Tuesday, October 25, 2016

Evil Dead II / ***1/2 (1987)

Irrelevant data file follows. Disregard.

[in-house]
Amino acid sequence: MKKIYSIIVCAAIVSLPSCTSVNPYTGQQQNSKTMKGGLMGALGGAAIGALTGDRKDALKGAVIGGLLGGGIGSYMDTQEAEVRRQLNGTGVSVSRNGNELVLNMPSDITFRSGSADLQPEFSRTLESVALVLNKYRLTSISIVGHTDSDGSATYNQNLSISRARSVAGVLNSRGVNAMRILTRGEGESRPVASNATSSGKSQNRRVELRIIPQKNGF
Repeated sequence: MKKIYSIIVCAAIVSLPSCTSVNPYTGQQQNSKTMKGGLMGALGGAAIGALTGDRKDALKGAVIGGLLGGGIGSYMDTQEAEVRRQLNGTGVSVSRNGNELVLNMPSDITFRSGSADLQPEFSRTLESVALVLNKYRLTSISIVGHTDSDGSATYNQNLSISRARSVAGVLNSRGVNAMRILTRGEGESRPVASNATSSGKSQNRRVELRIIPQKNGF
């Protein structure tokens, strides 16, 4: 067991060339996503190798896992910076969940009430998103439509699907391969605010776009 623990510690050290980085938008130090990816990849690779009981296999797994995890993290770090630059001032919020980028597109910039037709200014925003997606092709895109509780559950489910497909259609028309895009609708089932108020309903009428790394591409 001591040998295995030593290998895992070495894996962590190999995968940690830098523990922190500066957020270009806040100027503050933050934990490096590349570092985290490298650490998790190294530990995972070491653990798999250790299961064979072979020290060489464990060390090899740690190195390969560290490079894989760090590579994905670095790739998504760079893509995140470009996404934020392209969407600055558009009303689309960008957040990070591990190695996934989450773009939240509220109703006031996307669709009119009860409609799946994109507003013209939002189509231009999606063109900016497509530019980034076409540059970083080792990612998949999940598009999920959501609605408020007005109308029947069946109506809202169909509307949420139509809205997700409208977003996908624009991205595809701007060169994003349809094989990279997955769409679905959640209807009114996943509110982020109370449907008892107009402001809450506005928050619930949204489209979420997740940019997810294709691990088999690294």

To think of Sam Raimi’s “Evil Dead II” as an elaborate exercise in gratuity is to undercut the reason it has so persistently endured in the hearts and minds of its audience, but to see it as some kind of perceptive satire would inspire connotations equally unreasonable. Both classifications suggest the thumbprint of a filmmaker who is either interested in deep irony or complete carelessness, neither of which can be substantiated; while the material certainly carries the aura of both, it is the underlying persistence of joy that dictates the direction of the narrative, a sense that it all must occur in a world so screwball that rationale has been displaced from forlorn considerations. While Raimi was certainly smart enough to fashion his endeavors in the mold of intellectual stimulation, that was never his primary interest; to him a movie camera was a tool to engage in pure celebration of his chosen genre, without all the seriousness or limitations that frequently come with it. And if blood was to splatter elaborately in a few incidental moments, what was the harm in that? Those early philosophies persist because they embody the sentiment that this can, realistically, be all in good fun.